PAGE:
Enamored as I was of Nietzsche as a college freshman, my reading of him included The Use and Abuse of History, translated by Adrian Collins (1957). Nietzsche’s contrary views always startled and made grasping them difficult so that I spent a lot of time with him that first year of college, even wrote a long paper on him to inform and resolve my thinking and to practice research reporting based on sources. Even then I was not sure of my own understanding. However, clearly just as in Thus Spake Zarathustra where Nietzsche expects more out of life than the ordinary, in this essay on history, he wants more enlightenment, utility and impact out of history. Nietzsche found the historicism of his day stultifying without transformative value. “Only strong personalities can endure history; the weak are extinguished by it” (1957, p. 32). Living up to Nietzsche’s visions proved quite a challenge.

Next came the call of Hegel’s Reason in History, translated by Robert S. Hartman (1953). By reading Hegel, I came to a fuller understanding of the Nietzschean reaction. Though Hegel declared that we must take history as it is, for him theory and theology overflowed that history and the evolution of history as a process. He failed to engage my attention and thought as Nietzsche had. When I read Hegel’s statement “World history is the progress of the consciousness of freedom – a progress whose necessity we have to investigate” (1953, p.24), I thought, Yes, very well; I will continue to investigate. I stopped reading Hegel at that point and began my investigation, continuing unto this day.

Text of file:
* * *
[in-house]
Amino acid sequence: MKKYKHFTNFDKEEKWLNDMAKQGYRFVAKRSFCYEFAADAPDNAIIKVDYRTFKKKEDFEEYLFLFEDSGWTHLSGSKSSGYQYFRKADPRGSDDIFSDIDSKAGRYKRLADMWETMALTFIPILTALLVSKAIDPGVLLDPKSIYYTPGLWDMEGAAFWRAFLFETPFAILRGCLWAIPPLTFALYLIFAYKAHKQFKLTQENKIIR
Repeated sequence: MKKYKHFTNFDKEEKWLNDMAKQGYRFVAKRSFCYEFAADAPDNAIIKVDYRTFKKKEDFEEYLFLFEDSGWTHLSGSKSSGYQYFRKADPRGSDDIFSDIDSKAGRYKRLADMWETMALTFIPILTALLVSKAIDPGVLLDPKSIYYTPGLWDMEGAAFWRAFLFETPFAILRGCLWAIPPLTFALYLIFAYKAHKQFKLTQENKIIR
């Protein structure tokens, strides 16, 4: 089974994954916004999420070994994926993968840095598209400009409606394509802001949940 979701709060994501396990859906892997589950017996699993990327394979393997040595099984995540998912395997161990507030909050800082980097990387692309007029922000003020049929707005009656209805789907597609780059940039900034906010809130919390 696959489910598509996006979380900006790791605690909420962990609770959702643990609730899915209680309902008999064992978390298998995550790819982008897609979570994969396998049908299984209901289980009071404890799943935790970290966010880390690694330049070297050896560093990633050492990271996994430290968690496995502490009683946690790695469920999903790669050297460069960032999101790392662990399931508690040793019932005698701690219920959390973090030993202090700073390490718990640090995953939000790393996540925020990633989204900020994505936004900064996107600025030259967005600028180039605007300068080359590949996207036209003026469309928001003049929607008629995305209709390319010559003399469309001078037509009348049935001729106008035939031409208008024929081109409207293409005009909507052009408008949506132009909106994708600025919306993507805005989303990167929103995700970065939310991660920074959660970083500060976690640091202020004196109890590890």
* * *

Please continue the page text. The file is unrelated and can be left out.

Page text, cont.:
My classmates had not stumbled into the adventurous discovery of history as I had. No wonder: textbooks and teachers constituted their exposure to it. I was on the path of intellectual exploration, a never-ending quest. In existential terms, I understood history (universal) as our nature, a nature far more mysterious than could be grasped but the only study worth a lifetime of effort (learning as our profession), always unfolding, always new, refreshed.

Many years later, after I had quit employment, a new Commissioner came to head the Minnesota Department of Education in a Republican administration. She professed a love of history and brought her old history books along with her into office. At that time, history was one of the state curriculum standards under development. As the controversies of what was valid played out in the standards revision, the Commissioner railed against revisionism in history. For her, history was fixed, unarguable and official. Too much Hegel, I thought; not enough Nietzsche. Obviously, she never read Schnackenberg.

For more context on my formative reading experiences, click for the post Acquisitions.

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© Copyright 2009 by Roger Sween.